Plot: "Tales, tales, nothing but a tale," says one of the master storytellers at the beginning of this winsome and deceptively easygoing documentary. "It's not me telling lies, but the people of long ago--and that's how they heard it as well."
Angano...Angano...Tales from Madagascar ("Angano" means "story") showcases the living culture of the Malagasy people of Madagascar, who have weathered, since formal independence in 1960, a neocolonialist regime, an autarchic leftist government, and economic hard times that interweave with ecological depradation. The stories are told through the voices of several master storytellers, both men and women.
What initially appears a quaint recapturing of folklore gradually asserts itself as a powerful statement about a vital tradition, no backwater throwback but an aggressive confrontation with the folkways and ideologies of powerful industrial societies that these people recognize and challenge. As one historian meticulously explains near the end, the French mission civilisatrice was among other things an attempt to supersede and supplant Malagasy culture; but "oral history is our history."
Oral history, told through fantastic and witty tales, is also the present, not just of cultural premises but also lived experience. One woman recalls her childhood encounter with frightening spirits who inhabit not only folktales but apparently also the local river, from whence they snatched her laundry. As storytellers recount ancient myths, the camera wanders across the landscape of daily life, showing us the connection between, say, the story of how rice came to the Malagasy and rice planting today.
The tales themselves have a pungency and charm that gives special zest to the discovery of this complex culture. The origin of rice begins with a boy so lazy that he "waits for god to feed him." (Fortunately for him, he marries the right woman.) The origin of the custom of sacrificing zebu from their cattle herds is also a cautionary tale of greed and lack of deference. Perhaps the most astonishing sequence is one that highlights a custom that may be unique to the Malagasy, of unburying their family dead during an annual festival, where they celebrate the ancestors' part in the living family and then rewrap them tenderly and rebury them. Infused with folk memory, celebrated with lively song, and conducted in a raucous festival mood, the festival makes a New Orleans funeral march look tame. It also illuminates the importance of the Malagasy sense of place, one where one lives on in the lives of one's descendants.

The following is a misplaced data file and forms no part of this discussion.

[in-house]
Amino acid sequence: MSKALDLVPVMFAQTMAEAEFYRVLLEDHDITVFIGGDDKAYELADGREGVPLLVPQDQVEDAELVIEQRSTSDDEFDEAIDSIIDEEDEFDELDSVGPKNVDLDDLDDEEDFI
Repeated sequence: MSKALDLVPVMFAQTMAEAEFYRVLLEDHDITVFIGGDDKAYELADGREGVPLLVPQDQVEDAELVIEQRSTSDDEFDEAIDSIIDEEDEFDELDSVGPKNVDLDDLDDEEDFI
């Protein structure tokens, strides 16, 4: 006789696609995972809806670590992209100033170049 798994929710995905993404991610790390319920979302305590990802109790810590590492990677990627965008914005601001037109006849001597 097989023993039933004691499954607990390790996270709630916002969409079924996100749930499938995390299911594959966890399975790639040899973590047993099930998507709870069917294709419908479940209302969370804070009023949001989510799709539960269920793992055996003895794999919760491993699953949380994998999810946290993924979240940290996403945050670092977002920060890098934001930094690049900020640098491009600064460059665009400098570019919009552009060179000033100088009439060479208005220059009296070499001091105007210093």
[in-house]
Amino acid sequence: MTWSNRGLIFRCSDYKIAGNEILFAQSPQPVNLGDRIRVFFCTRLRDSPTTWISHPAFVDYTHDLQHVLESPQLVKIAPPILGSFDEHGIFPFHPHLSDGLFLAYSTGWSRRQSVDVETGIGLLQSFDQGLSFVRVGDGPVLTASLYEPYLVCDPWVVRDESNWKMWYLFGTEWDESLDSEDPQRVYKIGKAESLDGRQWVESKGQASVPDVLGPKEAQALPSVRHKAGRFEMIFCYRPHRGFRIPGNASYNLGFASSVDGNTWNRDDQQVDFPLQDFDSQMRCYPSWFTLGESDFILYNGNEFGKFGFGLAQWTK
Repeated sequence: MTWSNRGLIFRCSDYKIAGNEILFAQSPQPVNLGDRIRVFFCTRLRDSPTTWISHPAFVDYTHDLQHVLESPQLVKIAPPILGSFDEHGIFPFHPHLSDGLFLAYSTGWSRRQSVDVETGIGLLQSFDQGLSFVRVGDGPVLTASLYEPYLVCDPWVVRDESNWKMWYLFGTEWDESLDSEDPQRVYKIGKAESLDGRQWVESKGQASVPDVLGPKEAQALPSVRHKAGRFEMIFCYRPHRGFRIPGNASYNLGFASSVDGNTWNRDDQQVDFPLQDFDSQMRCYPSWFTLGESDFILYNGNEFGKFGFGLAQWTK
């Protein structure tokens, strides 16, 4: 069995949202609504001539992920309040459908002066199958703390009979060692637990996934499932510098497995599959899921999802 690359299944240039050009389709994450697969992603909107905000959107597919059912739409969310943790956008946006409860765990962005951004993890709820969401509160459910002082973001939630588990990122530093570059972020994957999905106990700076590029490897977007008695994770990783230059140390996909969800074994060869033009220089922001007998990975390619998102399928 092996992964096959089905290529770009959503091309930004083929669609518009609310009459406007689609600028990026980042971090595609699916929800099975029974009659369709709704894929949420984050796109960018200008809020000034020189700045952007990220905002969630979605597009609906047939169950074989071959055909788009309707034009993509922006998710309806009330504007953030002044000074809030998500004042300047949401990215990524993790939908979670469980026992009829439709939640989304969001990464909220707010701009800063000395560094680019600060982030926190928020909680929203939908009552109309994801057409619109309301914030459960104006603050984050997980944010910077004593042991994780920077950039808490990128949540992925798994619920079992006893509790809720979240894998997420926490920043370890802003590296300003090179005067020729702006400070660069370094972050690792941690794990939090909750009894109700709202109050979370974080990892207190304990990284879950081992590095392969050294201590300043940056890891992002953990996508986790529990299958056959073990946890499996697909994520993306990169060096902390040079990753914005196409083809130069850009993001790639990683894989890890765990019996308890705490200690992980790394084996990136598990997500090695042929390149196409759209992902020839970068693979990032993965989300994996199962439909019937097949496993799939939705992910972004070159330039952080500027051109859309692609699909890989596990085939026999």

The film thus celebrates Malagasy culture, elevating folklore to its proper place as part of the fabric of daily ideology, and reframing the importance of oral tradition. It thus has a more-than-Malagasy message as well, by focusing on the role of myth in culture, no matter how it is transmitted.Background on director/film: The film was co-directed by a husband and wife team, Cesar Paes and Marie-Clemence Blanc Paes. He is Brazilian; she was born in Madagascar to a Malagasy mother and French father. "We didn't want to come to the project with a Western 'Look what we can bring to this country' approach," Paes told a French magazine. "Our approach was more to say, 'What can countries like Madagasar, Brazil or others tell us?"
The lessons are many, as Don Consentino explains in California Newsreel's catalog for the Library of African Cinema. The professor of African folklore and mythology at the University of California at Los Angeles believes that Angano...Angano "may well be called one of the first 'postmodern' films on folklore and mythology," as it "makes visible the necessary fictions from which we construct our sense of the real. It reveals the ever shifting, perhaps illusory, boundaries between reality and myth."
Film production context: Madagascar has no film production history, and this work was executed as a personal project with financial resources outside the country. Madagascar, an island off the coast of Mozambique, originally drew its population both from Africa and Asia, and the island has always been in the crosscurrents of international trade. Its current drastic ecological crisis stems from stripping of mountain forests for tropical plantations, a practice that became general during French colonial rule starting at the beginning of the century. Independence in 1960 also precipitated internal political turmoil; the falling price of tropical forests has not been kind to the already indebted Madagascar economy in recent years.
Importance: Its inclusion in the Library of African Cinema provides the first opportunity Americans have to see this film. Folklorists, historians and students of the quest for cultural autonomy will all find its showcasing of oral history interesting.Further reading:
Last updated on September 17, 1996
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